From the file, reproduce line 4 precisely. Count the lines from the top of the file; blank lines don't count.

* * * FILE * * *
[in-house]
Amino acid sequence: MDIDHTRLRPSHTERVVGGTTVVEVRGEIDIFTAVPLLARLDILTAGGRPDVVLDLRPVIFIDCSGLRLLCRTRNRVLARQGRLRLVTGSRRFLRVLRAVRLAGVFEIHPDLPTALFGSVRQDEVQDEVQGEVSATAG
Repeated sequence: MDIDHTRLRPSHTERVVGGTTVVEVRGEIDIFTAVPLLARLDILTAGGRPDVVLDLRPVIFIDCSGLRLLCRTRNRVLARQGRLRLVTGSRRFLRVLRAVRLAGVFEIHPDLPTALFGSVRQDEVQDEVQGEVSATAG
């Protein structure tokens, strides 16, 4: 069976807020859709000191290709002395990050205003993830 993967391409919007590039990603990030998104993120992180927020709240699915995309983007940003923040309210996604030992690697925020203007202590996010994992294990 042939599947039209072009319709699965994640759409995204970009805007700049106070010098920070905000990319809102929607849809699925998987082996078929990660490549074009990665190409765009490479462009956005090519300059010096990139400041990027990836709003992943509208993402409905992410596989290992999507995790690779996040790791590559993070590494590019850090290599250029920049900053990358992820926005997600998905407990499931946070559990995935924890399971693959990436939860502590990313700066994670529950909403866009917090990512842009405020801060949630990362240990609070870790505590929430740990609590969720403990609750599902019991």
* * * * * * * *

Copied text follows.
């Protein structure tokens, strides 16, 4: 069976807020859709000191290709002395990050205003993830 993967391409919007590039990603990030998104993120992180927020709240699915995309983007940003923040309210996604030992690697925020203007202590996010994992294990 042939599947039209072009319709699965994640759409995204970009805007700049106070010098920070905000990319809102929607849809699925998987082996078929990660490549074009990665190409765009490479462009956005090519300059010096990139400041990027990836709003992943509208993402409905992410596989290992999507995790690779996040790791590559993070590494590019850090290599250029920049900053990358992820926005997600998905407990499931946070559990995935924890399971693959990436939860502590990313700066994670529950909403866009917090990512842009405020801060949630990362240990609070870790505590929430740990609590969720403990609750599902019991």